Connect with us


Flowers and Folding Screens: Nezu Museum Showcases Ogata Korin’s ‘Irises’




A springtime exhibition at the Nezu Museum, Ogata Korin’s “Irises” (Kakitsubata-zu), is on view now, showcasing a national treasure.



Only when actually viewing the screens in person will you understand their breathtaking beauty. You will encounter this art not merely on a plain surface, but in the form of folding panel screens.


Japan has four distinct seasons, and with each season one can experience the essence of Japanese elegance, as appreciation is shown for the seasons through various cultural elements. “Food” is of course one of the cultures, as are “flowers,” which are read in Japanese poetry, such as waka and haiku, narratives, and music. However, “pictorial artworks” are perhaps the easiest for foreigners to connect with.


Irises bloom just a short time after the sakura petals fall. Ogata Korin’s masterpiece, the Kakitsubata-zu, is based on the “Yatsuhashi” — “the eight bridges” scene in the Tales of Ise, a collection of short tales with waka poems created in the Heian period. It is a set of folding screens, which were painted with an abundant amount of the finest quality pigments on a gold background. It is a national treasure!


Please go see the screens in person while they are still on display, as their immense beauty cannot be understood through photographs alone.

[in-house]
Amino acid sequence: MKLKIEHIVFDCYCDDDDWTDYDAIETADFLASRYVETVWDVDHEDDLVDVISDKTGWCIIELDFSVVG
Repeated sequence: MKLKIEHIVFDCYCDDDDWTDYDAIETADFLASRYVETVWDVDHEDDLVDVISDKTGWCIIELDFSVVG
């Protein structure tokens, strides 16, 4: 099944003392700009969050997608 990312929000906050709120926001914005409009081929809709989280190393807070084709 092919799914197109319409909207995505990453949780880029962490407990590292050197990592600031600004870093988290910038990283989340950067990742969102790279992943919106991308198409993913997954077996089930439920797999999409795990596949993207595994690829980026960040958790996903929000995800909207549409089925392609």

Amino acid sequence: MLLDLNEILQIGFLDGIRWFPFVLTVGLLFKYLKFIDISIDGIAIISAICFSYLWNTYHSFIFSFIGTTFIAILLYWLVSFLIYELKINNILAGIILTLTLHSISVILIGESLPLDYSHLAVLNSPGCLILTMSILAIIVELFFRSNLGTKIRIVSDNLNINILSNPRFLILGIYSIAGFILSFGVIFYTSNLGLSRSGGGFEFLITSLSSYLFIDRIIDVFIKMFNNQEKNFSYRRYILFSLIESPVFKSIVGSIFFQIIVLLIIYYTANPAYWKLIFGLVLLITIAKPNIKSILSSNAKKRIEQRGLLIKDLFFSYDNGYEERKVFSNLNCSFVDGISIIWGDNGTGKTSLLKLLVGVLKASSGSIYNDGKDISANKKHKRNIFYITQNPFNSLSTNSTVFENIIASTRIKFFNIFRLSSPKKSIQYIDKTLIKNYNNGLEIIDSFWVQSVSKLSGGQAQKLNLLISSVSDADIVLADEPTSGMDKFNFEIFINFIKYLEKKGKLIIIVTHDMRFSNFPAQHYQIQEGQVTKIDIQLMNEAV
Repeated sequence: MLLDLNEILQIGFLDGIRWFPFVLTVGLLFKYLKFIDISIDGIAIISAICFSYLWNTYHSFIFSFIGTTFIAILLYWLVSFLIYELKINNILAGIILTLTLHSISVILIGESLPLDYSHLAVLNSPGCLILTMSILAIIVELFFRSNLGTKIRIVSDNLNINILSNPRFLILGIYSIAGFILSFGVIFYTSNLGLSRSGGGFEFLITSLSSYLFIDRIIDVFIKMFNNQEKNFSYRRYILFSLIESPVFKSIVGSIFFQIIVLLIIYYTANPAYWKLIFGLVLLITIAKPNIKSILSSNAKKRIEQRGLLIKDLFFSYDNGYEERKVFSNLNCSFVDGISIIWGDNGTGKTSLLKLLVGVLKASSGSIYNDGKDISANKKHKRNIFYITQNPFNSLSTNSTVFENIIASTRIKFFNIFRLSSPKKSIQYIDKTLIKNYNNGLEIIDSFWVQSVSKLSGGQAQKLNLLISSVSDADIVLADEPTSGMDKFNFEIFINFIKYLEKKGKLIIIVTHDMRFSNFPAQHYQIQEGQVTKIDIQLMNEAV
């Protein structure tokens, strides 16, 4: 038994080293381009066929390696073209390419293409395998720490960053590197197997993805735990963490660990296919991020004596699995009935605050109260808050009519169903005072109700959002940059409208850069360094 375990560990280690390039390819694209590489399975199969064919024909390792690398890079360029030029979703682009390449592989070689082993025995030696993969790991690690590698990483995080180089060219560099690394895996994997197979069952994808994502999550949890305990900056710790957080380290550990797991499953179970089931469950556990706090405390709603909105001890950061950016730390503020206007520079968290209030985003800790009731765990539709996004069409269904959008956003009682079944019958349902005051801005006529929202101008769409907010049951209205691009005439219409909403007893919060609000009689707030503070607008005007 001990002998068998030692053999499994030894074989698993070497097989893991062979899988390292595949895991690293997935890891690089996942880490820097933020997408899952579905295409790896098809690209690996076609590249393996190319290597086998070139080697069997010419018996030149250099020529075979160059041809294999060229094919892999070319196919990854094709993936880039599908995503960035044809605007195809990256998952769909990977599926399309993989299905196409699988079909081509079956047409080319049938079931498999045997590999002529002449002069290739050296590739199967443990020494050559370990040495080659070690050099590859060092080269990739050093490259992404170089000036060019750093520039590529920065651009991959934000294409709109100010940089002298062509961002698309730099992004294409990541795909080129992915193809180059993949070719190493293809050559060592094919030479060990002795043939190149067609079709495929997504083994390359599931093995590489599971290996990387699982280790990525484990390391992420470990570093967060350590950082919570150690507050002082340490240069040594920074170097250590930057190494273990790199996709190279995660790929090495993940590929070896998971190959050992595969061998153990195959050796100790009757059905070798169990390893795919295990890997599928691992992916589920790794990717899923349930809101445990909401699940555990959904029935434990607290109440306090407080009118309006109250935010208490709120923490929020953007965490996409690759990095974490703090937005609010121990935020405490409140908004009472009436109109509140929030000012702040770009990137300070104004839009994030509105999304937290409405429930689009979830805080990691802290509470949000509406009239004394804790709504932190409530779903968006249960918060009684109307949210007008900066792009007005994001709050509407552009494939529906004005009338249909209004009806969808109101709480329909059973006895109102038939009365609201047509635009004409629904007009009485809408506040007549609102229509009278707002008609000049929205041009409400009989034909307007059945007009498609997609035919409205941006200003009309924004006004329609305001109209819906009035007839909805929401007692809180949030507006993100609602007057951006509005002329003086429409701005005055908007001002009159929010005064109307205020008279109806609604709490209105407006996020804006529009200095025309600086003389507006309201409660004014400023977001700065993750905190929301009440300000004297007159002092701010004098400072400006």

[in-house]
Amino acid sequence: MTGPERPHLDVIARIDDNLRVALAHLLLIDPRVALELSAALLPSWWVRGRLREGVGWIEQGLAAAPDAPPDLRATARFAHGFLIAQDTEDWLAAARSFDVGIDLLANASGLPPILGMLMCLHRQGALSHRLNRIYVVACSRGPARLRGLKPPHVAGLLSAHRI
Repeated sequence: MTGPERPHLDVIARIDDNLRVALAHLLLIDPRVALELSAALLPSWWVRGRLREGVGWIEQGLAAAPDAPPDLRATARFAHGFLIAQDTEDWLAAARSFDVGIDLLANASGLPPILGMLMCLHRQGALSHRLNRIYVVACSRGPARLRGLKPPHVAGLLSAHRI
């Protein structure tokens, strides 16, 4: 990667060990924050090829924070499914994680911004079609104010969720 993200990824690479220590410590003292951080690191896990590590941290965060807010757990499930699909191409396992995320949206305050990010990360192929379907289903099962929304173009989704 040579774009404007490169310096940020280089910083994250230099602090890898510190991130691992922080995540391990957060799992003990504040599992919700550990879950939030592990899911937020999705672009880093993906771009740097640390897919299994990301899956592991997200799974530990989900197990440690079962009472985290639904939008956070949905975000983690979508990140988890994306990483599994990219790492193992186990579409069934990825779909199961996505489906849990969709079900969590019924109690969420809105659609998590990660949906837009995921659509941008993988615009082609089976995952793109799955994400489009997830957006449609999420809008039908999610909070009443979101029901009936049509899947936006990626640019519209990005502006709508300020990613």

The Japanese garden, which adjoins the museum, is always a pleasure to visit in any season. However, you will be in luck if you visit the museum at the beginning of May, when the irises are in bloom in the garden’s pond. In one venue, you can encounter the real flowers, together with Ogata Korin’s Kakitsubata-zu in the gallery.


During this season, the museum shop is also full of goods based on the theme of irises.


Also well worth seeing is the museum’s display of an array of stunningly delicate boxes, part of a concurrent exhibition: Boxes Decorating Elegant Studies. According to the curator of the Nezu Museum, “Japanese people adore boxes.” However, the reality is that there are many Japanese who do not realize this until being told so.


Above all, I highly recommend a visit to see Ogata Korin’s “Irises.” But please do hurry, because the exhibition only runs until May 12.


Please follow this link for more information on the Nezu Museum’s Irises exhibition and for other information about the museum.



Author: Yukihiro Watanabe



(Click here to read the article in Japanese.)